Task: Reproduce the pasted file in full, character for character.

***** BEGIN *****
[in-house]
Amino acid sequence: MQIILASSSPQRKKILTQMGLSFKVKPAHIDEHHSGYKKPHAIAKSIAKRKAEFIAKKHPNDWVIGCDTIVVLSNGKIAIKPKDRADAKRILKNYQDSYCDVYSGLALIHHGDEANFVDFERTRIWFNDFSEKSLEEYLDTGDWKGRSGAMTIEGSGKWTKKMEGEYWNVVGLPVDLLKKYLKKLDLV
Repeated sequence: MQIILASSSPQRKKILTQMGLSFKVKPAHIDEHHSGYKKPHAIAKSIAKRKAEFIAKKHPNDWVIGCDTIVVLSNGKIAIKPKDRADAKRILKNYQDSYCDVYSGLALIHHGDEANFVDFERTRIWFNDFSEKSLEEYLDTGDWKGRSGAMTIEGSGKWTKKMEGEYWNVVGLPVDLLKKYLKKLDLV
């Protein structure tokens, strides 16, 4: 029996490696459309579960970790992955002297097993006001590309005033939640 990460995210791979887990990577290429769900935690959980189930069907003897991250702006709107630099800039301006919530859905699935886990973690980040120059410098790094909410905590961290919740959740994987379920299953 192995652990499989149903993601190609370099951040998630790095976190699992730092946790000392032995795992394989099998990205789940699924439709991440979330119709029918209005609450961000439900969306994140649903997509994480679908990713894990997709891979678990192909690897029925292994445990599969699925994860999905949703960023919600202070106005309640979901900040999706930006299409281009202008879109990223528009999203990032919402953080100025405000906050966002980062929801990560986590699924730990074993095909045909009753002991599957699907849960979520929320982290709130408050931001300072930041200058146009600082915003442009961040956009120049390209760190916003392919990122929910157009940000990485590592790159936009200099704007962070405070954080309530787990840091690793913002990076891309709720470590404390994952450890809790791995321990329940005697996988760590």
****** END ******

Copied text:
[in-house]
Amino acid sequence: MQIILASSSPQRKKILTQMGLSFKVKPAHIDEHHSGYKKPHAIAKSIAKRKAEFIAKKHPNDWVIGCDTIVVLSNGKIAIKPKDRADAKRILKNYQDSYCDVYSGLALIHHGDEANFVDFERTRIWFNDFSEKSLEEYLDTGDWKGRSGAMTIEGSGKWTKKMEGEYWNVVGLPVDLLKKYLKKLDLV
Repeated sequence: MQIILASSSPQRKKILTQMGLSFKVKPAHIDEHHSGYKKPHAIAKSIAKRKAEFIAKKHPNDWVIGCDTIVVLSNGKIAIKPKDRADAKRILKNYQDSYCDVYSGLALIHHGDEANFVDFERTRIWFNDFSEKSLEEYLDTGDWKGRSGAMTIEGSGKWTKKMEGEYWNVVGLPVDLLKKYLKKLDLV
């Protein structure tokens, strides 16, 4: 029996490696459309579960970790992955002297097993006001590309005033939640 990460995210791979887990990577290429769900935690959980189930069907003897991250702006709107630099800039301006919530859905699935886990973690980040120059410098790094909410905590961290919740959740994987379920299953 192995652990499989149903993601190609370099951040998630790095976190699992730092946790000392032995795992394989099998990205789940699924439709991440979330119709029918209005609450961000439900969306994140649903997509994480679908990713894990997709891979678990192909690897029925292994445990599969699925994860999905949703960023919600202070106005309640979901900040999706930006299409281009202008879109990223528009999203990032919402953080100025405000906050966002980062929801990560986590699924730990074993095909045909009753002991599957699907849960979520929320982290709130408050931001300072930041200058146009600082915003442009961040956009120049390209760190916003392919990122929910157009940000990485590592790159936009200099704007962070405070954080309530787990840091690793913002990076891309709720470590404390994952450890809790791995321990329940005697996988760590």